- The Washington Times - Thursday, July 13, 2006

I now know what the most closely-guarded secret in this country is.

It’s not the codes for a nuclear weapon. It’s not the schematics for Area 51. It’s not even where Elvis is currently hiding out.

No: It’s deep vein thrombosis.

It began, like all epics, simply enough: an assignment to talk with a doctor and get a quote or two about deep vein thrombosis for an upcoming article.

Easy task, I think. Just one or two quotes, explaining what it is,

and what you can do to prevent it.

I have never been that wrong before in my life.

Left first message on Monday for the doctor. He called me back Tuesday … at 8:30 in the morning. The problem with this is that I am nowhere near work at 8:30 in the morning, but instead am fighting through traffic on the George Washington Bridge.

I call back at 9. Am asked to call back in an hour. An hour later, I am asked to call back in two hours. In two hours, I am asked to call back in four and a half hours. And after that, I’m told that, actually, the doctor cannot tell me about deep vein thrombosis until tomorrow.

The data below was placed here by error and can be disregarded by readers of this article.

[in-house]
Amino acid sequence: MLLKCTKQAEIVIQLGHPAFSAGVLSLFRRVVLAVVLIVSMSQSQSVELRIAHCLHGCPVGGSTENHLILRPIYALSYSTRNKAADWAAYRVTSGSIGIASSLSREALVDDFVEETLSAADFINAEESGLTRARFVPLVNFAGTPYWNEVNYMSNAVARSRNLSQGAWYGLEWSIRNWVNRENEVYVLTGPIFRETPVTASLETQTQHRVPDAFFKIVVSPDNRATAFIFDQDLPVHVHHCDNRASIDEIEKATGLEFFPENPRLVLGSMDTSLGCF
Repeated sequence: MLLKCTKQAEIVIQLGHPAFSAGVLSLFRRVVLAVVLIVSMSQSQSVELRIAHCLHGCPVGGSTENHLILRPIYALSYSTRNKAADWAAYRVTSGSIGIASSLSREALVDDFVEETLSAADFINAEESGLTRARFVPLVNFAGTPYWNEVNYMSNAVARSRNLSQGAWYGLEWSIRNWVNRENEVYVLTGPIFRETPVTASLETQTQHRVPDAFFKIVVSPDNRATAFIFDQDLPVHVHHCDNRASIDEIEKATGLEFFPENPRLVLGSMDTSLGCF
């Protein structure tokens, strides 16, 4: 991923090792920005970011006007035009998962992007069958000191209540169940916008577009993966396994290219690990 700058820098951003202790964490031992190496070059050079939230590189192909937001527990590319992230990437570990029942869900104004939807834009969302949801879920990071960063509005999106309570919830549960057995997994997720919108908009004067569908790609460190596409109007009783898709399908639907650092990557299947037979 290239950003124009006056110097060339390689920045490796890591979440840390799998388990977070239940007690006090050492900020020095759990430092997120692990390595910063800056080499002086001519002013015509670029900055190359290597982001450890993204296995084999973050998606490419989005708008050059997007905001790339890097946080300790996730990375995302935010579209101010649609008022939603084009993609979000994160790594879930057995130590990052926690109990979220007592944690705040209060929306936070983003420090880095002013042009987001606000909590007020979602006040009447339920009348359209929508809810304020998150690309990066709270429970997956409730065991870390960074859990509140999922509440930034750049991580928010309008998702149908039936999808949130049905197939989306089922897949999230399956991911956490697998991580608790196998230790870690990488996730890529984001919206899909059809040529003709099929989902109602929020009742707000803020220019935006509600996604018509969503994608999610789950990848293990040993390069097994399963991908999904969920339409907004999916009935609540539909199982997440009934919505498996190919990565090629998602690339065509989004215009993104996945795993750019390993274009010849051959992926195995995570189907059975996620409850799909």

Sorry, the secretary tells me.

I am ready to have a deep vein embolism.

Unfortunately, I am getting this response EVERYWHERE: with vascular surgeons, with pulmonologists, with internists.

It doesn’t matter where I call, but no one — absolutely NO ONE — will tell me anything about deep vein thrombosis.

Some say they are on vacation; others say they are busy. Others still get my name and number, but never call me back; other numbers tell me to call again later, and then tell me they are busy now.

I am getting the weird sort of vibe that it is like a state secret of some kind, which government spooks, adjusting their sunglasses and talking into their sleeves, are shushing everyone about. (For the CIA, NSA, NRA, and any other associations ending with “A”: it’s cool to talk into your sleeves. Honest. …Please don’t liquidate me.)

Apparently, from what little I can gather about this condition, in addition to it being a potentially lethal condition (God bless the Internet), it apparently is a weapon of mass destruction, a classified secret, a patented product, and an urban legend, all wrapped into one.

I am hoping to get a quote today. Unless the men talking into their sleeves come for me.

David Pepose is a member of the Class of ‘08 at Brandeis University.

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